13 Good Reasons and Evidence in Your Academic Work As you do your research and begin to put forward your own explicit claim about the topic, ask yourself: – What reasons/evidence were most convincing to you? If they convinced you, they might also convince your readers. – What additional insight/observations do you have about these reasons/evidence? What can you add to the conversation? – Are there any reasons in support of your claim that your research does not mention? If so, mention them in your paper, and stress that there hasn’t been a lot of talk about the reason you came up with.

14 Characteristics of Argument: Attention to More than One Point of View Acknowledge people who disagree with you, and respond to them. (See p. 76 in EaA) Notice how the authors on p. 76 respond to possible questions/concerns their readers might have – the first answering concerns about the lack of scientific certainty when it comes to climate change, the second responding to the idea that admissions officers don’t consider each student carefully.

15 Attention to More than One Point of View in Your Academic Work As you do your research and begin to put forward your own explicit claim about the topic, ask yourself: – What ideas/reasons in your research did you most disagree with? If you ran into the same ideas you disagreed with multiple times, it’s likely your readers have too. – You will want to quote one of the ideas you disagree with in order to respond to it in a complex way, explaining your disagreement in a fair, credible manner. – We will talk more about this on the week we discuss “Answering the Opposition.”

16 Characteristics of Argument: Authoritative Tone To establish an authoritative tone… – Know what you’re talking about. This means having a deep understanding of the issue you are writing about and doing the research. – Write like you know what you’re talking about and are sure of your own position. – Avoid phrases like “this is what I think, but everyone has their own opinions.” You SHOULD acknowledge others’ opinions, but you should do so in a SPECIFIC way that you will then RESPOND to. – Avoid phrases like “This is just my opinion.” An opinion is never “JUST” an opinion. It is a point of view informed by REASONS. And if you feel the need to downplay it by putting “just” in front of it, you might need to re-examine your reasons. – Find a balance. You don’t want to sound too arrogant, but you don’t want to sound unsure of yourself, either. (It’s possible to be of two minds about something, though. You just need to clearly and confidently explain WHY exactly you are “of two minds.”)

17 Characteristics of Argument: An Appeal to Readers’ Values Strong arguments appeal to shared values – the essay about work on p. 79 of EaA appeals to the shared idea that there is honor and meaning in work that supports a family, even if that work is hard or repetitive. The essay “Our Schools Must Do Better” on p. 89 appeals to a shared belief in the value and importance of public education. This is also sometimes referred to as finding common ground. If your topic is one that you care about, you should be able to identify the values that inform it. – For example, the writer of the essay about women who are politicians is appealing to the value of equality and fair treatment for women, and she’s pointing out how the media is failing to live up to that value.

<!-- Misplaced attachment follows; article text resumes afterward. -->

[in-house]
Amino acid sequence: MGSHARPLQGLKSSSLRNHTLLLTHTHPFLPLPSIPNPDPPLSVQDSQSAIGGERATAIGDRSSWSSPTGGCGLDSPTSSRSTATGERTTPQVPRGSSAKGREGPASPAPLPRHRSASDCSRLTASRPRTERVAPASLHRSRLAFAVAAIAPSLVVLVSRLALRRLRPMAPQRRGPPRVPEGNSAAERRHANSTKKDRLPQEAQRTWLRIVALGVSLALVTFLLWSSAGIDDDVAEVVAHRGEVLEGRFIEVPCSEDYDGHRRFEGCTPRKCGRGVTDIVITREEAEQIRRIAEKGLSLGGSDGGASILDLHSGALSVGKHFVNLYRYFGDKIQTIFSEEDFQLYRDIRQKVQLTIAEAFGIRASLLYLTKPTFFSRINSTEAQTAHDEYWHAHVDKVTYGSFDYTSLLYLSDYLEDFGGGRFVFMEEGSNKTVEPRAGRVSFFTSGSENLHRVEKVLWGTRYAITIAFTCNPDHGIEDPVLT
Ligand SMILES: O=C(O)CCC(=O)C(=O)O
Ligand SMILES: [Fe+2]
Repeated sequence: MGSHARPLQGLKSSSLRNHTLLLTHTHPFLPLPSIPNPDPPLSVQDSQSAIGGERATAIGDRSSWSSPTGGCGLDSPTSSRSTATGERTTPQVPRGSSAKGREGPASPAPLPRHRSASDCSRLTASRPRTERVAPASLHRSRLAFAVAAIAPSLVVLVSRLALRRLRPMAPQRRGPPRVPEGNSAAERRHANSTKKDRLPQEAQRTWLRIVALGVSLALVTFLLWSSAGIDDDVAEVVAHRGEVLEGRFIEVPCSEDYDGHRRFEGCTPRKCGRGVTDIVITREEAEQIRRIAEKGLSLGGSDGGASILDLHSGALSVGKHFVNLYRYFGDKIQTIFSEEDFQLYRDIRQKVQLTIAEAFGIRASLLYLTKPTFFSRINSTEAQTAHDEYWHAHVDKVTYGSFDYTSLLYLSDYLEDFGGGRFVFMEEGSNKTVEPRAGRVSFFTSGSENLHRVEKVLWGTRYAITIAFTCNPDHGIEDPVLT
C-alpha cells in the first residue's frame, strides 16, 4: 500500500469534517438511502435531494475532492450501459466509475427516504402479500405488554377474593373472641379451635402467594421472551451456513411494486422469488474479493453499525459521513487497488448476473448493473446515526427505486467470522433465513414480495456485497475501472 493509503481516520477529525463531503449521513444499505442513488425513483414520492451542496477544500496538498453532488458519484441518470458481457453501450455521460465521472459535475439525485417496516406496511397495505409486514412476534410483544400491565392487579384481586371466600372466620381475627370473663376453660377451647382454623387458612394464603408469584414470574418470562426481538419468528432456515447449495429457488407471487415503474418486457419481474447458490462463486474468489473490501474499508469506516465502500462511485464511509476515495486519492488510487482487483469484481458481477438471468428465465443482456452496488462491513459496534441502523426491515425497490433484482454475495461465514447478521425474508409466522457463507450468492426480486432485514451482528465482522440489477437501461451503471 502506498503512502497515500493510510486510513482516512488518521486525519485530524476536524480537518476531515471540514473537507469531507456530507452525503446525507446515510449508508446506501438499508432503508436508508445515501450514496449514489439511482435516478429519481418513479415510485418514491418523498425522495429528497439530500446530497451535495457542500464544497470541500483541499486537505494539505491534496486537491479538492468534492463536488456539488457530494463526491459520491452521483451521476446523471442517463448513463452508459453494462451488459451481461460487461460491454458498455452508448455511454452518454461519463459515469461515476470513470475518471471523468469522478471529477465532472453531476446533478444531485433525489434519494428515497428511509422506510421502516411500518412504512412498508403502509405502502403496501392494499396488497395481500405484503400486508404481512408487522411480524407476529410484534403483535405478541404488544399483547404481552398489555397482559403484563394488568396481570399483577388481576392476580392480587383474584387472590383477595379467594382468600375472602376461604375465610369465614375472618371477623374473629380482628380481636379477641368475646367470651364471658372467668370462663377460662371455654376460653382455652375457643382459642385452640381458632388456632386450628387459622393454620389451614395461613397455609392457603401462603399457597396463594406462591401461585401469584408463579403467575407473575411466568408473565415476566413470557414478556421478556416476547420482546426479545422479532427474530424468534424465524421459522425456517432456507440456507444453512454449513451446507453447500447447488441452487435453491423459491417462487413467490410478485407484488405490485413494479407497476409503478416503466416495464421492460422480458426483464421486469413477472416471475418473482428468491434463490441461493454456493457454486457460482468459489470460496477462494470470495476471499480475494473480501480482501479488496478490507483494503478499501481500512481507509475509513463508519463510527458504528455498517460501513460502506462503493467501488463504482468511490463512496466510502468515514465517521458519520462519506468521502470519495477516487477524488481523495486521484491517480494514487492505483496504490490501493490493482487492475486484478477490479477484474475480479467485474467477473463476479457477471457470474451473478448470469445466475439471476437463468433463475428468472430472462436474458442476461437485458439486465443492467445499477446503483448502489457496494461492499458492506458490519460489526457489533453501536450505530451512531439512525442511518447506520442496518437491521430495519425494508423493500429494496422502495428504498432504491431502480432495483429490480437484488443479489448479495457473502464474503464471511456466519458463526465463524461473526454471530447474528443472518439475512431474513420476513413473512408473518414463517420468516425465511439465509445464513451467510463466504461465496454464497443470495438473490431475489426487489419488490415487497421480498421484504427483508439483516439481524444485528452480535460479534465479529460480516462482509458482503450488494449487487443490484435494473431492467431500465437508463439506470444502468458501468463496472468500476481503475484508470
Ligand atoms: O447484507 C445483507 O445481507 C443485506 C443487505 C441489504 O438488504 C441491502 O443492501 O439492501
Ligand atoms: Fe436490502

18 Sample Argument: In-Class Writing Think of something you enjoy doing. A show you enjoy watching, a sport you enjoy playing/watching, a hobby you enjoy participating in. Something that you really like doing. If you like doing it, it’s very likely that you know a lot about it, and you’ve run into people who have different ideas than you do about this Thing You Like.

19 Sample Argument: In-Class Writing Make a list of “Unpopular/Controversial Opinions” that you have. – This is your chance to say, “Team X REALLY shouldn’t have traded Player Z because he WASN’T WORTH IT.” – Or maybe, “Everyone really thinks that Character B should be with Character A, but I think she should be with Character C.” – Or try, “Lots of people think Character A is a _____________, but I disagree with that interpretation of his/her character because ____________. – You could also do, “Everyone thinks that Movie X is the best (or worst) one of the ____________ films, but I don’t think so because __________________.” – Or perhaps, “Everyone seems to think that the best way to… (tie a fly in fly fishing, paint a model airplane, achieve a certain look with eyeshadow, set up a certain type of defense in soccer/football etc, insert your own area of expertise here) is _______________, but I think it’s _______________. YOU ARE NOT LIMITED TO THESE. They are just examples. If YOUR unpopular opinion doesn’t fit any of these, DON’T USE THEM. Make your own explicit statement. We will be making an outline of our in-class writing as soon as everyone has chosen an “unpopular opinion”

20 Sample Outline Introduction – Introduce hobby/controversy – why opinion is unpopular – Thesis – Makes explicit claim Body Paragraph 1 – Topic sentence: First reason I believe claim is right – Fact/observation that supports reason 1 – Another fact/observation that supports Reason 1 – Personal experience that supports reason 1 Body Paragraph 2 – Topic Sentence: Second Reason I believe my unpopular opinion is the right one. – Summarize one reason people think the opposite of my topic sentence for paragraph 2 – Respond to that reason – show why it’s wrong. – Give another example/fact that shows reason 2 is valid. Body Paragraph 3 - Topic Sentence: Third Reason I believe my unpopular opinion is the right one. – Continue support as in previous paragraphs. YOU ARE NOT REQUIRED TO USE THIS OUTLINE. Make an outline that fits YOUR needs. Also, you don’t have to write in complete sentences for the outline. – Remember to think about paragraph order. You might put your paragraphs in order from most convincing to least, or least convincing to most, if you want to end on a high note.

21 Unpopular Opinions – In Class Writing Write an in-class essay in which you state your unpopular opinion explicitly and defend it. Use the characteristics of argument, which are… – An Explicit Position (this is your thesis) – A Response to What Others Have Said (Attention to More Than One Point of View) – Appropriate Background Information (assume your reader is not terribly familiar with your hobby/area of interest) – Good Reasons and Evidence – Authoritative Tone – Appeal to Readers’ Values Use your outline as a roadmap and refer to your textbook for additional help.